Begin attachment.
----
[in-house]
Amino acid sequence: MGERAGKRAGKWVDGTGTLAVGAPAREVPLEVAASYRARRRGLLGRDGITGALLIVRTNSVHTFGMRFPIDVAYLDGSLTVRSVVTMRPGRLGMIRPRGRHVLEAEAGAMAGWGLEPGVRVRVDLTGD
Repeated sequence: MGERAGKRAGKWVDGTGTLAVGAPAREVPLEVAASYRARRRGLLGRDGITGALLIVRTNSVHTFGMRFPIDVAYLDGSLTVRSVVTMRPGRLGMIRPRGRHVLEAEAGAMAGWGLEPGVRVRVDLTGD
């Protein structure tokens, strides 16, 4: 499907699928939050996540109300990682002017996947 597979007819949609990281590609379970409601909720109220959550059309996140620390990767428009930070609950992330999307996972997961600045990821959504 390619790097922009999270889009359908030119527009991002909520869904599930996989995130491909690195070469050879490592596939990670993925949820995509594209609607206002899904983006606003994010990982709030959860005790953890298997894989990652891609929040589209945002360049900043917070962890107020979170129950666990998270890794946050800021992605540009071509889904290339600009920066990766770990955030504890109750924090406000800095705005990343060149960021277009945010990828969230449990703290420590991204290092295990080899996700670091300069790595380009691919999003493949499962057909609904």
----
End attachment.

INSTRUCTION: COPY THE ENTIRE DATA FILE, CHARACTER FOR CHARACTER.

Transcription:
[in-house]
Amino acid sequence: MGERAGKRAGKWVDGTGTLAVGAPAREVPLEVAASYRARRRGLLGRDGITGALLIVRTNSVHTFGMRFPIDVAYLDGSLTVRSVVTMRPGRLGMIRPRGRHVLEAEAGAMAGWGLEPGVRVRVDLTGD
Repeated sequence: MGERAGKRAGKWVDGTGTLAVGAPAREVPLEVAASYRARRRGLLGRDGITGALLIVRTNSVHTFGMRFPIDVAYLDGSLTVRSVVTMRPGRLGMIRPRGRHVLEAEAGAMAGWGLEPGVRVRVDLTGD
């Protein structure tokens, strides 16, 4: 499907699928939050996540109300990682002017996947 597979007819949609990281590609379970409601909720109220959550059309996140620390990767428009930070609950992330999307996972997961600045990821959504 390619790097922009999270889009359908030119527009991002909520869904599930996989995130491909690195070469050879490592596939990670993925949820995509594209609607206002899904983006606003994010990982709030959860005790953890298997894989990652891609929040589209945002360049900043917070962890107020979170129950666990998270890794946050800021992605540009071509889904290339600009920066990766770990955030504890109750924090406000800095705005990343060149960021277009945010990828969230449990703290420590991204290092295990080899996700670091300069790595380009691919999003493949499962057909609904």